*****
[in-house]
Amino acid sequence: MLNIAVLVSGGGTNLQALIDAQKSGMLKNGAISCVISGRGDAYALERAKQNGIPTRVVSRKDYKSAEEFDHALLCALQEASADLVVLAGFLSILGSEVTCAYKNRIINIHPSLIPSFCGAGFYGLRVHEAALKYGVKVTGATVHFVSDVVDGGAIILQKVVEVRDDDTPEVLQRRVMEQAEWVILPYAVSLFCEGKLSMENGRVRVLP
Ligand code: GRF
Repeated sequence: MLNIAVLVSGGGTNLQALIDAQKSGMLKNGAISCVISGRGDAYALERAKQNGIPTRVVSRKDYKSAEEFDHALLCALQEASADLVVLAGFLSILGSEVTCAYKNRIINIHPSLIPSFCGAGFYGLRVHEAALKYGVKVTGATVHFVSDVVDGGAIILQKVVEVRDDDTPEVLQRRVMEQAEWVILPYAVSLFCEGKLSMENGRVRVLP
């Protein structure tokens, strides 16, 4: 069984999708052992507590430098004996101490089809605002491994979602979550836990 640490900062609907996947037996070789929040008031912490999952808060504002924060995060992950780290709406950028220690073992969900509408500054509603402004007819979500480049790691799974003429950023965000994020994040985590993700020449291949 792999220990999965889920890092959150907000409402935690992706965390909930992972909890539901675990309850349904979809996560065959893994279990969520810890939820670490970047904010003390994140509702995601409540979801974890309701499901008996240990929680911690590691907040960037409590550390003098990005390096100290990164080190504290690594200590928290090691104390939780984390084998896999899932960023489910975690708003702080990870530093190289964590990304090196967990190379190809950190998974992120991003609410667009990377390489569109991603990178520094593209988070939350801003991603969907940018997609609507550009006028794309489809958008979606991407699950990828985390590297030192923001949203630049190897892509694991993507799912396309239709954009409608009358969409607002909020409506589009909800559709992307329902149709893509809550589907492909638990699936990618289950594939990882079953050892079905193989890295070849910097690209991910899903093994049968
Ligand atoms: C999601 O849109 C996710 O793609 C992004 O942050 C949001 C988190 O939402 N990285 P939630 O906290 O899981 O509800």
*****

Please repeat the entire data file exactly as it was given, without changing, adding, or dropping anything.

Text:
[in-house]
Amino acid sequence: MLNIAVLVSGGGTNLQALIDAQKSGMLKNGAISCVISGRGDAYALERAKQNGIPTRVVSRKDYKSAEEFDHALLCALQEASADLVVLAGFLSILGSEVTCAYKNRIINIHPSLIPSFCGAGFYGLRVHEAALKYGVKVTGATVHFVSDVVDGGAIILQKVVEVRDDDTPEVLQRRVMEQAEWVILPYAVSLFCEGKLSMENGRVRVLP
Ligand code: GRF
Repeated sequence: MLNIAVLVSGGGTNLQALIDAQKSGMLKNGAISCVISGRGDAYALERAKQNGIPTRVVSRKDYKSAEEFDHALLCALQEASADLVVLAGFLSILGSEVTCAYKNRIINIHPSLIPSFCGAGFYGLRVHEAALKYGVKVTGATVHFVSDVVDGGAIILQKVVEVRDDDTPEVLQRRVMEQAEWVILPYAVSLFCEGKLSMENGRVRVLP
């Protein structure tokens, strides 16, 4: 069984999708052992507590430098004996101490089809605002491994979602979550836990 640490900062609907996947037996070789929040008031912490999952808060504002924060995060992950780290709406950028220690073992969900509408500054509603402004007819979500480049790691799974003429950023965000994020994040985590993700020449291949 792999220990999965889920890092959150907000409402935690992706965390909930992972909890539901675990309850349904979809996560065959893994279990969520810890939820670490970047904010003390994140509702995601409540979801974890309701499901008996240990929680911690590691907040960037409590550390003098990005390096100290990164080190504290690594200590928290090691104390939780984390084998896999899932960023489910975690708003702080990870530093190289964590990304090196967990190379190809950190998974992120991003609410667009990377390489569109991603990178520094593209988070939350801003991603969907940018997609609507550009006028794309489809958008979606991407699950990828985390590297030192923001949203630049190897892509694991993507799912396309239709954009409608009358969409607002909020409506589009909800559709992307329902149709893509809550589907492909638990699936990618289950594939990882079953050892079905193989890295070849910097690209991910899903093994049968
Ligand atoms: C999601 O849109 C996710 O793609 C992004 O942050 C949001 C988190 O939402 N990285 P939630 O906290 O899981 O509800």